You Can’t Keep All Your Resolutions, But You Can Try Judo
Tomato soup in Lagos
This time of year in Lagos brings the gift of the harmattan wind, and the itchy skin, cracked lips, and fog that comes with it.
It also brings New Year’s resolutions. I wrote a list: this year, I’d meditate, I’d work out, I’d run. And I’d eat better.
I failed at all of it—except the eating better part.
I managed to cut down on meat and sugar. Someone even suggested going vegan. But I was skeptical. Veganism is not a Nigerian thing, I thought to myself. We love meat. Everything here has beef, or is made with beef stock. The first time I tried to cut meat out of my diet, I failed after two days. My aunt made me amala (a dried yam dish) and goat meat; that was the end.
This time around my friend, Israel, told me there was a vegan food place in Lekki: Plant Planet. That was a little too far for me, so we drove to Casper and Gambini’s in Victoria Island instead. It’s not a vegan restaurant, but it caters to an international clientele, so there are a few vegetarian items on their menu.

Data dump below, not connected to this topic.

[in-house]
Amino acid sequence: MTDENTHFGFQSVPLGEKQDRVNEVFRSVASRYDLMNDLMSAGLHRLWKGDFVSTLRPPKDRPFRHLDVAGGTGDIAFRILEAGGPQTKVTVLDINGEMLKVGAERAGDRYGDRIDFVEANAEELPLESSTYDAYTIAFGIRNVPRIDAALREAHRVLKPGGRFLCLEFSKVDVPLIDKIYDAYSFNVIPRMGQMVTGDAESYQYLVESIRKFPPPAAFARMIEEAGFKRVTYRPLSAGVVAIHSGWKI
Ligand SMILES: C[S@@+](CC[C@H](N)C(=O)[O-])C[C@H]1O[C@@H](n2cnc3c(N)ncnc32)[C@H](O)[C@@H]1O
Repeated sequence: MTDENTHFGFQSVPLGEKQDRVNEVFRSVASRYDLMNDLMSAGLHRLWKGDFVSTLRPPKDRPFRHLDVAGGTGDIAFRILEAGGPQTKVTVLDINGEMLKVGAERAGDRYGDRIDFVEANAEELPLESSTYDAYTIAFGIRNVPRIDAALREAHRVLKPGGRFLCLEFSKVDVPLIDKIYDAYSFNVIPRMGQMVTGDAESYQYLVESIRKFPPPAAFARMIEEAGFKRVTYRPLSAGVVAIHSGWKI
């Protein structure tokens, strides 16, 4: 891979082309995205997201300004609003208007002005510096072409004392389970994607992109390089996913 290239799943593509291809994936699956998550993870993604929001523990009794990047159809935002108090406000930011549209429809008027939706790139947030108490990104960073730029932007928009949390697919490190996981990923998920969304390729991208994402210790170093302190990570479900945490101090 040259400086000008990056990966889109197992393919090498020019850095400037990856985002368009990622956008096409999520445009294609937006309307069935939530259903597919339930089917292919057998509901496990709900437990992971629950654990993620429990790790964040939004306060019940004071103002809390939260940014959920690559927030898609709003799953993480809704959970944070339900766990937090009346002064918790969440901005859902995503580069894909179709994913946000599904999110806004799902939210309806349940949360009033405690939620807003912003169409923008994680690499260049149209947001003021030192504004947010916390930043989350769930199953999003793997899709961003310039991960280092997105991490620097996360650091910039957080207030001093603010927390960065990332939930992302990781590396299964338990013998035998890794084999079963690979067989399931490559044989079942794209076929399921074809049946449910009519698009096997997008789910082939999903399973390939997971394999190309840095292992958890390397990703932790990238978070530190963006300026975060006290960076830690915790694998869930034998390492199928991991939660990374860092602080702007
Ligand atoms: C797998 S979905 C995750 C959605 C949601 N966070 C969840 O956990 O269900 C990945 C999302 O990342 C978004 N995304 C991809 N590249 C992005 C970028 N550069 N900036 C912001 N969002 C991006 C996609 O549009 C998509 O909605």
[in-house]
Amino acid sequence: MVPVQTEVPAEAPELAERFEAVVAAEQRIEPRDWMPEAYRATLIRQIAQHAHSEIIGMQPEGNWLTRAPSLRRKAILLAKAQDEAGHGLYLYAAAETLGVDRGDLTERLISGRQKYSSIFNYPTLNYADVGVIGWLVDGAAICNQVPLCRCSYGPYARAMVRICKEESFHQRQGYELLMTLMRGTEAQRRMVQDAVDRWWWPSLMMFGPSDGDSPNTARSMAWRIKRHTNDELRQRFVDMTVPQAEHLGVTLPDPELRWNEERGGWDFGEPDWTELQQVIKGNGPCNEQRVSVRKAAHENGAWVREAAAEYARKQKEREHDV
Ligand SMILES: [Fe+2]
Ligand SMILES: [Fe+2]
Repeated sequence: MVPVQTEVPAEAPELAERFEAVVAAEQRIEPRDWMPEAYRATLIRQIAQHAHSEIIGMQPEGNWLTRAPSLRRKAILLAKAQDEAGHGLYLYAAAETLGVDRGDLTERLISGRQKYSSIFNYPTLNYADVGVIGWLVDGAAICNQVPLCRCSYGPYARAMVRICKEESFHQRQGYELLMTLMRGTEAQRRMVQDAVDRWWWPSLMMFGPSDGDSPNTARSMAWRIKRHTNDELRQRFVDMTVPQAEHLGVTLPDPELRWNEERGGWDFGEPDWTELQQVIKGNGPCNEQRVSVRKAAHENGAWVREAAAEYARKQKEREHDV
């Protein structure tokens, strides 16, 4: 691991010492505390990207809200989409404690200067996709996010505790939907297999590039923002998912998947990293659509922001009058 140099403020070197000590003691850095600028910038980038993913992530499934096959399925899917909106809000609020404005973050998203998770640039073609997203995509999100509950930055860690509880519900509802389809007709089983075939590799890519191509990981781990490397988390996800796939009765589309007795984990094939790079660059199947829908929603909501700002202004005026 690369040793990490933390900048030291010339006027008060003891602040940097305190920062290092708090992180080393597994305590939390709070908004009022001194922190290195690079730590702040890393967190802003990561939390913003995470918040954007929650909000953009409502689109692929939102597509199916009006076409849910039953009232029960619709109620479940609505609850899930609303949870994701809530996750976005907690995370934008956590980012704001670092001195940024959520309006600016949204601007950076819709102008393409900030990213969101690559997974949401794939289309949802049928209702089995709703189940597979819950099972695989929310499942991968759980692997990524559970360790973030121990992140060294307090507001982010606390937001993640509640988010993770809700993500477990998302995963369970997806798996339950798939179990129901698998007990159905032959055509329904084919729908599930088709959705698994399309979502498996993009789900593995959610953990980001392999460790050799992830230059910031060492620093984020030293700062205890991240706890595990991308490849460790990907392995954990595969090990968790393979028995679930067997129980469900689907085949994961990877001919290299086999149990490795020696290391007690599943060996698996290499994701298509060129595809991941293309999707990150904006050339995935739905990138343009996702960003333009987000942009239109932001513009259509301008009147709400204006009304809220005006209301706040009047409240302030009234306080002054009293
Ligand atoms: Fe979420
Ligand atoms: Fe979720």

It was hard to make a decision. The vegetarian items seemed to be mainly soups. “Take the chicken noodle soup,” Israel told me, helpfully. But obviously, that was out. The manager, a short, delightful Arab man, came to help me. He suggested the tomato basil.
My soup was not bad, considering, but wasn’t as tasty as the food I’ve grown up eating. In Nigeria, food tends to be spicy and heavily seasoned. A typical Nigerian meal is rice, fried plantains, and meat. So, markets don’t have a a lot of tofu and cauliflower. There are only a handful of vegan restaurants in Lagos, but even in this meat-loving city, restaurants are adding vegan and vegetarian dishes to their menus. There is a demand, albeit a small one, for vegan food.
Yvonne Iyoha and Tomi Makanjuola blog about vegan dishes to help people go meat-free while still satisfying the Nigerian palate. Iyoha’s website has a directory of vegan-friendly restaurants and a list of places to buy ingredients. Veggie Factory, a vegan joint in Lagos, hosts an annual festival with discussions and food tastings to help people learn.
But going vegan, or even vegetarian, here is still hard. This time I managed 18 days—the longest I had ever gone without meat. On my last meatless day, I signed up for judo classes. Then, I rewarded myself with a plate of fried rice and goat meat.
I didn’t succeed in going meatless for good. But I go to judo classes three times a week. Baby steps.